In another matter, respondent represented Mr. Morgan, who was facing a three-day suspension as a paramedic with the District of Columbia Fire and Emergency Services Department. Mr. Morgan thought he was being unlawfully discriminated against and on June 10, 1998, respondent agreed to represent Mr. Morgan for a fee of $5,000, of which $2,200 was paid. Mr. Morgan had already filed a complaint with the Equal Employment Opportunity Commission before retaining respondent. Respondent agreed that he would "send something in writing to the agency" for Mr. Morgan. Respondent failed to do so and later claimed he was waiting for a "right to sue" letter in order to file a civil suit. After being suspended without respondent acting on his claim, Mr. Morgan tried unsuccessfully to have respondent return his fee. Mr. Morgan subsequently filed a request for arbitration with the ACAB.
On January 16, 2001, the date of the ACAB hearing, respondent and Mr. Morgan entered into a settlement agreement for $2,000 to be paid in $500 installments. Respondent failed to send any of the installments. On March 2, 2001, respondent sent a letter purporting to include the first $500 installment payment, and promising to send a second installment on March 15. However, the March 2 letter did not include any payment, and respondent did not make a further installment payment on March 15, or on any future date. Mr. Morgan again went to the ACAB and received a $2,225 award. After this award was made, respondent was aware that the initial $500 installment was never paid to his client. Nevertheless, on multiple occasions during a subsequent investigation by Bar Counsel, respondent claimed that he had paid the first $500 installment to his former client.
The third matter relates to two Bar Counsel investigations. After opening the investigations, Bar Counsel sent respondent several requests for information. During the investigation, respondent failed to respond to those requests even after receiving orders from the Board compelling a response to Bar Counsel's letters of inquiry. He continued this trend after receiving orders from this court to comply with a subpoena duces tecum.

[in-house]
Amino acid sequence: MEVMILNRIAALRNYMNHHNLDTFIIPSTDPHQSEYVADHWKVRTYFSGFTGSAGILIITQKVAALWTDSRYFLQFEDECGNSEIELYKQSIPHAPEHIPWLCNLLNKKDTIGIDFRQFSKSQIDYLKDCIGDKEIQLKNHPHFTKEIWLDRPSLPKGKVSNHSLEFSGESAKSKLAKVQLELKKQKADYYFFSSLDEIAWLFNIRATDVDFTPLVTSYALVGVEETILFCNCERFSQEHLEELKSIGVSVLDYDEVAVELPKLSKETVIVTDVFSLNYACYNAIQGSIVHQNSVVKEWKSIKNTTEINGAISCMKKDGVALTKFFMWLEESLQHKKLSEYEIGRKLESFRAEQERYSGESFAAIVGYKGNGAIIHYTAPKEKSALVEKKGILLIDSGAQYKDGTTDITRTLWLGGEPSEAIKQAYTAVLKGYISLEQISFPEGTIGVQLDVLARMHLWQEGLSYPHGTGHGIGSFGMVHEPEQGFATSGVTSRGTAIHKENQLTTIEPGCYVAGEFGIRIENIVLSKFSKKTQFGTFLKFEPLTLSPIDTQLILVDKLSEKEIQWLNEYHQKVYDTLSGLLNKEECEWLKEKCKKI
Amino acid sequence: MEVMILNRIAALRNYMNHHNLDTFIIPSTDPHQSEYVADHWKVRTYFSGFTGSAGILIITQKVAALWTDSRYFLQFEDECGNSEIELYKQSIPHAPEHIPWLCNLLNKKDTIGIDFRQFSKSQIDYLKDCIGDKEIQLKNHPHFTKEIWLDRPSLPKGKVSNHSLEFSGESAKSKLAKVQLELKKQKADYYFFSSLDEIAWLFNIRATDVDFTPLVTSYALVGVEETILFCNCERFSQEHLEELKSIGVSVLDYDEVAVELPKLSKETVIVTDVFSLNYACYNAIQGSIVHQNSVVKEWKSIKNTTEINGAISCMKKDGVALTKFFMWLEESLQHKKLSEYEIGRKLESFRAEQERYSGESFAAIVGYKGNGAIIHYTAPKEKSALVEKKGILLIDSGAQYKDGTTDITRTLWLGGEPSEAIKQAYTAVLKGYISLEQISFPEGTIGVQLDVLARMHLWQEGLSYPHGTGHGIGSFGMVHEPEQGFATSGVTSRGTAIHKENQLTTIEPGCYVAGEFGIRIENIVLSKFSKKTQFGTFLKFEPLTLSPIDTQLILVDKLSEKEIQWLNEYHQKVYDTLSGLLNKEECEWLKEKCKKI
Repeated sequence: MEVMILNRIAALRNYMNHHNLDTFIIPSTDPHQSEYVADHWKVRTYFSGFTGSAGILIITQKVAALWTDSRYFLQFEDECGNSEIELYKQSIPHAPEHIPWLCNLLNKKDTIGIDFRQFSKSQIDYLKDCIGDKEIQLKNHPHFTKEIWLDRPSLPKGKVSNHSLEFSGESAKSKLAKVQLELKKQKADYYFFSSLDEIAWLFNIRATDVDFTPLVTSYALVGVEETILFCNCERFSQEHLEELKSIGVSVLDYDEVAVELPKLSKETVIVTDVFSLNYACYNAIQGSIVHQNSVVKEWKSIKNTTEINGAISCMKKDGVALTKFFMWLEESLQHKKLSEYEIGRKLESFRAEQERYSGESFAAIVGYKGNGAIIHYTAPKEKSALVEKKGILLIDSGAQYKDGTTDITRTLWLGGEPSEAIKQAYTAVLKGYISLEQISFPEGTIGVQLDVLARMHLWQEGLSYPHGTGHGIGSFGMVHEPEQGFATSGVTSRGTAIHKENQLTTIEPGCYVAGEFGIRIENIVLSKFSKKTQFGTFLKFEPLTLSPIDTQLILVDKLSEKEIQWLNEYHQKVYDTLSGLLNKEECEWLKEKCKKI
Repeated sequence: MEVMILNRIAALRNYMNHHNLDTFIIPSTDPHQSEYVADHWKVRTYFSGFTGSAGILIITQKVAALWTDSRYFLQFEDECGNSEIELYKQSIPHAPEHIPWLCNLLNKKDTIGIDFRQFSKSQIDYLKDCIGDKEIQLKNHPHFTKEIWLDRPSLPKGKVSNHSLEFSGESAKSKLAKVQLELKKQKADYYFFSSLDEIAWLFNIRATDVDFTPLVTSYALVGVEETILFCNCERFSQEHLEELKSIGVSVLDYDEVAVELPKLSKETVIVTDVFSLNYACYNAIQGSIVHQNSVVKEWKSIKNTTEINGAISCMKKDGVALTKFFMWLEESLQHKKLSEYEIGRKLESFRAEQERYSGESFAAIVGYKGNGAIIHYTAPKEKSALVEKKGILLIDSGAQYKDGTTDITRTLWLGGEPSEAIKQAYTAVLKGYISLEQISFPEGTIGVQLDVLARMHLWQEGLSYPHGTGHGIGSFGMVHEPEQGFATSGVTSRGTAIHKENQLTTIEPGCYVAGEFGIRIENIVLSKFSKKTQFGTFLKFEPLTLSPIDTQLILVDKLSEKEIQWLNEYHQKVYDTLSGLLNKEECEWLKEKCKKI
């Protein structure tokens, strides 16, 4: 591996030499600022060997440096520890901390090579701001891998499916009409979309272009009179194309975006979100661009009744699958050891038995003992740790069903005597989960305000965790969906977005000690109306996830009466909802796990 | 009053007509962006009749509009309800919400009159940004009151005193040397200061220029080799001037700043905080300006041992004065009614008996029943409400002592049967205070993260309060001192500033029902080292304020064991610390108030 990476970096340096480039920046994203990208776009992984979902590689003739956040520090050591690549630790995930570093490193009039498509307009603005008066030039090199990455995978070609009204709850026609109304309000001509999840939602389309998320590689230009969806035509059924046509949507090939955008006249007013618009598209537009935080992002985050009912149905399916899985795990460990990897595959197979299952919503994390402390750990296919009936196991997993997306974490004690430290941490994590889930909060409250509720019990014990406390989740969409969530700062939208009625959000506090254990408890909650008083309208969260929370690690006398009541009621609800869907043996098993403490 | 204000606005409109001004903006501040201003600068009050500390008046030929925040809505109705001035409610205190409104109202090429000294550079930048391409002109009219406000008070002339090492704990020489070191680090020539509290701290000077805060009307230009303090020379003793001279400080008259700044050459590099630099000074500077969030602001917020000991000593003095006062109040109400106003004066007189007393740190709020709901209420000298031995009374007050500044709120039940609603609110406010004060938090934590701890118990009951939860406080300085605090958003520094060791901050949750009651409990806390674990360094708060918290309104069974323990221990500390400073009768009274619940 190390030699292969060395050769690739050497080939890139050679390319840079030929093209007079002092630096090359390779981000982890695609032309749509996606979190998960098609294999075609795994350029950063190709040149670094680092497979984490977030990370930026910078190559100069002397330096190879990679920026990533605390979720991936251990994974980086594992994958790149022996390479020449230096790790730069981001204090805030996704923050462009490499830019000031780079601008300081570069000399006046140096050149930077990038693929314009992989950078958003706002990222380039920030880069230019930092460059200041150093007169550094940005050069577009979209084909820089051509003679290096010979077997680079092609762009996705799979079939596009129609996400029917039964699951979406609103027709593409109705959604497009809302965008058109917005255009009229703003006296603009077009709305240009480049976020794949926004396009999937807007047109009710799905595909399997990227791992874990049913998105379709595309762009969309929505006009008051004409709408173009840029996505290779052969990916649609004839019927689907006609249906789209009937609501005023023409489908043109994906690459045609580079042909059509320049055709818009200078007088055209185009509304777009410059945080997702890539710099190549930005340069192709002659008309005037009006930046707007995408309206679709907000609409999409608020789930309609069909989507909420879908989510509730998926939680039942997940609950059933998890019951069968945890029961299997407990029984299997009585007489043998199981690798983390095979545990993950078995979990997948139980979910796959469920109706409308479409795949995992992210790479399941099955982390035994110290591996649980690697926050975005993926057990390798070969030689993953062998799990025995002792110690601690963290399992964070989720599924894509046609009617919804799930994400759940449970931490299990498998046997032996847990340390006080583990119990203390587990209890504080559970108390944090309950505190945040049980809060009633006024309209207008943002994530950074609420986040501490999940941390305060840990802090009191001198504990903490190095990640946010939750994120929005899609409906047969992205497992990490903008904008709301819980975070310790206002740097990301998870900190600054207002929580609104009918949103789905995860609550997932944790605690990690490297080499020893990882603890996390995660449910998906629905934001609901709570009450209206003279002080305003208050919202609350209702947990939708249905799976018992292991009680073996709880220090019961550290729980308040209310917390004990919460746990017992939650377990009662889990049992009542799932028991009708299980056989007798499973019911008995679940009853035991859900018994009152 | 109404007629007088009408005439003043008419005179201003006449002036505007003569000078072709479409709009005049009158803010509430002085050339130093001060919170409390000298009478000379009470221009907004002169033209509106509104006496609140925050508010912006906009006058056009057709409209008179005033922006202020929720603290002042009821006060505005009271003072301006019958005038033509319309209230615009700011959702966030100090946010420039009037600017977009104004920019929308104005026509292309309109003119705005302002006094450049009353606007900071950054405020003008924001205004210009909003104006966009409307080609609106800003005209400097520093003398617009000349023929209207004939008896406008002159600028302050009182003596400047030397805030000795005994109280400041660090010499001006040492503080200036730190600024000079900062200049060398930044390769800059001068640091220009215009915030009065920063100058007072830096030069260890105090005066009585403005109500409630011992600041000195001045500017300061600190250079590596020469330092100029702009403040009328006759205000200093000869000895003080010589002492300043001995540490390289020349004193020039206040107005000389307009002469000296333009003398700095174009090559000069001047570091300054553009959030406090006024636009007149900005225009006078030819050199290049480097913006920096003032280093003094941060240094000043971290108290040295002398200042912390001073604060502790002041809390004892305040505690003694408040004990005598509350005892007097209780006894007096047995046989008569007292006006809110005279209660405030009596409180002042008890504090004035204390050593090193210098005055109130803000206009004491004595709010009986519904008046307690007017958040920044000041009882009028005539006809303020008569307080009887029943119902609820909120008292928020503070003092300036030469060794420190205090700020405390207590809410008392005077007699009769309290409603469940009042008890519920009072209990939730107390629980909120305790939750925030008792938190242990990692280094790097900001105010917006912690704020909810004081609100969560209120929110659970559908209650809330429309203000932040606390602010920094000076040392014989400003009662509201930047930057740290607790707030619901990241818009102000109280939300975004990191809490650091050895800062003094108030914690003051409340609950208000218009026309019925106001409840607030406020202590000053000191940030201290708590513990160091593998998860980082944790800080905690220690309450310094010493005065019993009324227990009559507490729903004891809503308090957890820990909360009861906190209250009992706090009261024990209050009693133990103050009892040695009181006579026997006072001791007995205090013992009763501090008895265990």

In reviewing decisions of the Board, we accept its findings of fact unless they are unsupported by substantial evidence of record, and we adopt its recommended disposition unless to do so would lead to inconsistent results for comparable conduct. In re Godette, 919 A.2d 1157, 1164 (D.C. 2007). While this court grants considerable deference to the Board's recommendations, "the responsibility for imposing sanctions rests with this court in the first instance." In re Temple, 629 A.2d 1203, 1207 (D.C. 1993).
In relation to respondent's representation of Messrs. Briscoe and Blount, the Board found violations of Rules 1.1 (a-b) for failure to provide competent representation; 1.3 (a) and 1.3 (c) for failure to represent his clients with diligence, zeal and promptness; 1.4 (a) for failing to communicate adequately with Mr. Briscoe; 1.4 (b) for not apprising his clients of his potential inability to represent them considering the hardships he was undergoing due to his father's death; and Rule 1.16 (d) for failure to return unearned fees. The Board further determined that respondent violated Rule 8.4 (d) by making false representations to the District Court when submitting his motion to file after the deadline had passed. The Board found that when representing Mr. Morgan, respondent also violated Rules 1.3 (a), 1.3 (c), and 1.16 (d). Respondent further violated Rule 8.4 (c) by falsely representing to Bar Counsel that he had made a $500 installment payment to Mr. Morgan even after respondent was aware that no such payment was made. Respondent did not contest the Board's finding that he violated Rules 8.1 (b) and 8.4 (d) as well as D.C. Bar R. XI, § 2 (b)(3) by failing to respond to notices of investigation by Bar Counsel, and by failing to comply with an order from the Board, as well as an order from this court to comply with Bar Counsel's requests. All of the Board's findings of fact are supported by substantial evidence and it properly found the respondent violated the above rules of professional conduct.*fn1